Newbie getting chicks

Discussion in 'Raising Baby Chicks' started by jagen, Feb 29, 2012.

  1. jagen

    jagen New Egg

    Feb 29, 2012
    I'm sorry, you've probably already read about a thousand of these kinds of posts - I am overwhelmed with information and am still digging through the forum. Thought I would post anyway, maybe someone will be kind enough to answer some of my questions while I am reading other posts? [​IMG]

    I have so many questions -

    I was going to pick up 10 Cornish X chicks tomorrow from the feed store. Since we are going to raise them for meat, I am concerned about the breed - I worry about them having heart attacks and broken legs since they get so heavy so quickly. Should we be looking at other breeds or try these to start?

    I live in Oregon, it's cold. Very cold. My plan was to have the little ones in the house in a (box, tub, pool, haven't decided yet) with their heat lamp so I can monitor them. Should I buy a reptile lamp or 100 watt lamp? Also, how soon would 10 chicks outgrow a kiddie-pool-sized area and need to be upgraded to their run? (I've read many recommendations for a kiddie pool, so I was thinking with that size in mind)

    When they get a little older, I'm afraid it may still be too cold for them to go outside. They are going to have a short life, but I want them to be happy and healthy and well fed. If it's too cold (and rainy, oh my don't forget that), can they be housed in the garage and be ok? I'm aiming for "free range organic" chicken, but it doesn't seem very "free range" if they are in a pen/run in my garage. In all my reading, they don't seem to be the ideal breed for a free range type chicken.

    If it's cold and they end up being in a pen in the garage, what can I do to ensure they are as happy as possible? I've read that 10 square feet per bird is adequate room - so about a 100 square foot pen is what I'm planning to put up. Would this be ok?

    If I go with the Cornish X, do I need to keep food down constantly or give them a set amount of food with no free-feeding, to maybe slow their growth down a little bit? I want them to be as comfortable as possible.

    Feeding: are organic chickens fed the food with the medication in it to prevent illness or does that mean they are no longer "antibiotic free"? How do I make sure I buy organic food?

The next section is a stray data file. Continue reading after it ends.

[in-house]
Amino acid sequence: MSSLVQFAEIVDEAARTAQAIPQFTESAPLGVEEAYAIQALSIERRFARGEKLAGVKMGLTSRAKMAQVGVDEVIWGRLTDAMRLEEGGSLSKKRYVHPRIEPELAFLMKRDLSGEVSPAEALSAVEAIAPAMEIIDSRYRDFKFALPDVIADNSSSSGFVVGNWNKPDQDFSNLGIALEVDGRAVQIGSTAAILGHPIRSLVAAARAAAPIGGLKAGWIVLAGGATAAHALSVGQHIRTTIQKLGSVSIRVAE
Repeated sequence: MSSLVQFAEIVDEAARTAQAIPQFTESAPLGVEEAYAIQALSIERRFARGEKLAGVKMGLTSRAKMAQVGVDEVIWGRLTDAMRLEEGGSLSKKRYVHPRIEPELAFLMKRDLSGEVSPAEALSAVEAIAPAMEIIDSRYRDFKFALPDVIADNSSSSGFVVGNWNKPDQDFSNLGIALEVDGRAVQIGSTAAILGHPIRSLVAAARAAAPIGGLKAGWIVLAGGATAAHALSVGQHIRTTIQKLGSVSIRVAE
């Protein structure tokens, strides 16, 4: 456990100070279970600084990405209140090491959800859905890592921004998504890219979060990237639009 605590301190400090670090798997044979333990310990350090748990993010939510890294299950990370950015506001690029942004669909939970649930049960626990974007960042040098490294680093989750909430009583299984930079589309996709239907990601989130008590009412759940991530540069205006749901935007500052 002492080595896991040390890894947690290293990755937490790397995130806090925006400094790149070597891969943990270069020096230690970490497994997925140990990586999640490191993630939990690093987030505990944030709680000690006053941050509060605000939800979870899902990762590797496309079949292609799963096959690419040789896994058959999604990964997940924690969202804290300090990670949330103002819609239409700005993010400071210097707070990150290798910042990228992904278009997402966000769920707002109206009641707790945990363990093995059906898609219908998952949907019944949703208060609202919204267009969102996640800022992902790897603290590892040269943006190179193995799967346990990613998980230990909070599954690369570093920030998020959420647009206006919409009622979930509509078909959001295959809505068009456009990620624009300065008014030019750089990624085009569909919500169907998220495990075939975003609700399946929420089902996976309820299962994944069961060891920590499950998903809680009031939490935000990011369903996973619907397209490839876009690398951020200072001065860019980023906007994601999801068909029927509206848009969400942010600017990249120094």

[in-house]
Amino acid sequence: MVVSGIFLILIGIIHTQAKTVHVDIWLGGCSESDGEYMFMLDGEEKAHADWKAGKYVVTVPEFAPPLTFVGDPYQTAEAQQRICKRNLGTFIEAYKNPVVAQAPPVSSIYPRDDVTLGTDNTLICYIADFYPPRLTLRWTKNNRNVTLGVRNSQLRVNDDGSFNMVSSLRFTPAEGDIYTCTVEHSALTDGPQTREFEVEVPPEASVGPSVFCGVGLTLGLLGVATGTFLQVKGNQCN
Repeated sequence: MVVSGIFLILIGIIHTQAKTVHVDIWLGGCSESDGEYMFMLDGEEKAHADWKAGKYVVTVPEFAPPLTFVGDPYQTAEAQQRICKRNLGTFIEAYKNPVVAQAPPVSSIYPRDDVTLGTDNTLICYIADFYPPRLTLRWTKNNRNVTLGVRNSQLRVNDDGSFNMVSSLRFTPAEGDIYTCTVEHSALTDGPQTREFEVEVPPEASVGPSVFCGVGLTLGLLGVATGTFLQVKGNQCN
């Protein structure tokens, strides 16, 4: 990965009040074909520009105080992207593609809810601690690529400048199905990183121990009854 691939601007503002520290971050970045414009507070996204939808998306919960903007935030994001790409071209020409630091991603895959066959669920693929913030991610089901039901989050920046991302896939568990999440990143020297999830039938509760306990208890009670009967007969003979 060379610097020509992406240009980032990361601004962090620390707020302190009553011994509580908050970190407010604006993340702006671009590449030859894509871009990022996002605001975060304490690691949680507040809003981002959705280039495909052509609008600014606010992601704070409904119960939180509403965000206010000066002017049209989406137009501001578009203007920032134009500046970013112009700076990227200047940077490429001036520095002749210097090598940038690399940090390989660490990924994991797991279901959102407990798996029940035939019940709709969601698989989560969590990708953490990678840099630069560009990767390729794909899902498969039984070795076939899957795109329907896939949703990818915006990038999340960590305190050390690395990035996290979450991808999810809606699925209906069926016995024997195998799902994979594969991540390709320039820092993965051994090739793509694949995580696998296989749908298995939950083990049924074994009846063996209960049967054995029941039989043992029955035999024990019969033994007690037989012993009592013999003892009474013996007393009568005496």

I think that's it for now - sorry for the long post. I have been wanting to raise chickens for such a long time, and I finally am going to take the plunge and do it!

  2. CDel

    CDel Out Of The Brooder

    Feb 21, 2012
    I'm not sure I can answer all of your questions and know that I'm giving you the best advice, but I will do my best.
    From my one attempt at cornish X's, I can tell you that you probably aren't going to want them in your garage for long. They tend to be a little, um, messy and stinky. I believe you could put them outside even in the cold weather as long as they had a good shelter with some form of heat. Ours went out in 30 degree weather at a week. I kept them in a draft free box with straw bales stacked around and a heat lamp. I just kept a thermometer in there so I could easily see how warm it was when I went and checked on them a few times per day.

    As far as a pool goes, you'll have to put some form of barrier around the outside if you want them to stay in for long. Ours were jumping out of an 12" tall box in less than two weeks. Size wise, I'm not sure how long you could comfortably keep them in there. Probably a couple weeks at least, maybe more depending on the size of the pool. I'll let someone chime in that has used a pool before.

    If you want "free range organic" you will have to feed organic feed, which should clearly be labeled organic on the package (it seems that everyone really likes to promote organic), but someone who feeds organic feed could probably tell you which brands to look for. Your birds will not be free range if they are in the garage. They would need to be let outside to forage. I didn't give mine medicated feed. I wouldn't think that you could to be organic, but could be wrong. I just didn't want to eat anything that had been medicated recently.

    To lessen the chances of leg or heart problems, I fed twice per day. Once in the morning and once late afternoon, but also had mine in a tractor that I moved around every day. I probably fed less than what was suggested, but none were starving and we processed at 8 weeks and had a very nice outcome. We only lost one out of 50 before processing, which I think is very good.

    We only raised them one time, and honestly, I probably won't ever raise them again. I would probably go with something that takes a little longer to get to a good weight or will just continue to eat any roosters that we accumulate here. I'm sure others who raise them every year could give you a lot more help than I can though.

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